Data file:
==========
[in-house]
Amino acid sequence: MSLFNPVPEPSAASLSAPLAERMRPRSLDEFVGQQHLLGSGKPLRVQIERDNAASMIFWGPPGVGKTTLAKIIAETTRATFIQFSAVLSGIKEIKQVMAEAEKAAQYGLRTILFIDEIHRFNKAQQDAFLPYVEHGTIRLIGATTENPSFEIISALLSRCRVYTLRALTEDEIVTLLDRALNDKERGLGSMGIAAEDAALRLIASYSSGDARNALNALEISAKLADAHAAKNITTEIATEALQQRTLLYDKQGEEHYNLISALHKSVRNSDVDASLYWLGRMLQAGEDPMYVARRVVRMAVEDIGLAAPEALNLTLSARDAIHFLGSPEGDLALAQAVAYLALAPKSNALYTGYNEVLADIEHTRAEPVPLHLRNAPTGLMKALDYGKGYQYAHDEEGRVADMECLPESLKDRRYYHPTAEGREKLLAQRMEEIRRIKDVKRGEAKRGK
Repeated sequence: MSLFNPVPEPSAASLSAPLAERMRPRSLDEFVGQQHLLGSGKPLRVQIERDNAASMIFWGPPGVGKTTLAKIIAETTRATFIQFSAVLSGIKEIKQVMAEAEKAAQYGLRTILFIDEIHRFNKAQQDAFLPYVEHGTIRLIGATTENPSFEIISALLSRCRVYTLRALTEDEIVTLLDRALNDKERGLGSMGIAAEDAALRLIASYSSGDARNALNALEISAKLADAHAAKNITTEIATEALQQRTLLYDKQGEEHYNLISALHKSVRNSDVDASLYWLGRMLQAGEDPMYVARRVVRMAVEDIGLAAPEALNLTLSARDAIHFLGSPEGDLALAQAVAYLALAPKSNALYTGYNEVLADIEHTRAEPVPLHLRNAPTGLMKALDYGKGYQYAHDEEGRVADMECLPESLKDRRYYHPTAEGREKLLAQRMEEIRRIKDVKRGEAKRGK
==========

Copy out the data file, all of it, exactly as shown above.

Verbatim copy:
[in-house]
Amino acid sequence: MSLFNPVPEPSAASLSAPLAERMRPRSLDEFVGQQHLLGSGKPLRVQIERDNAASMIFWGPPGVGKTTLAKIIAETTRATFIQFSAVLSGIKEIKQVMAEAEKAAQYGLRTILFIDEIHRFNKAQQDAFLPYVEHGTIRLIGATTENPSFEIISALLSRCRVYTLRALTEDEIVTLLDRALNDKERGLGSMGIAAEDAALRLIASYSSGDARNALNALEISAKLADAHAAKNITTEIATEALQQRTLLYDKQGEEHYNLISALHKSVRNSDVDASLYWLGRMLQAGEDPMYVARRVVRMAVEDIGLAAPEALNLTLSARDAIHFLGSPEGDLALAQAVAYLALAPKSNALYTGYNEVLADIEHTRAEPVPLHLRNAPTGLMKALDYGKGYQYAHDEEGRVADMECLPESLKDRRYYHPTAEGREKLLAQRMEEIRRIKDVKRGEAKRGK
Repeated sequence: MSLFNPVPEPSAASLSAPLAERMRPRSLDEFVGQQHLLGSGKPLRVQIERDNAASMIFWGPPGVGKTTLAKIIAETTRATFIQFSAVLSGIKEIKQVMAEAEKAAQYGLRTILFIDEIHRFNKAQQDAFLPYVEHGTIRLIGATTENPSFEIISALLSRCRVYTLRALTEDEIVTLLDRALNDKERGLGSMGIAAEDAALRLIASYSSGDARNALNALEISAKLADAHAAKNITTEIATEALQQRTLLYDKQGEEHYNLISALHKSVRNSDVDASLYWLGRMLQAGEDPMYVARRVVRMAVEDIGLAAPEALNLTLSARDAIHFLGSPEGDLALAQAVAYLALAPKSNALYTGYNEVLADIEHTRAEPVPLHLRNAPTGLMKALDYGKGYQYAHDEEGRVADMECLPESLKDRRYYHPTAEGREKLLAQRMEEIRRIKDVKRGEAKRGK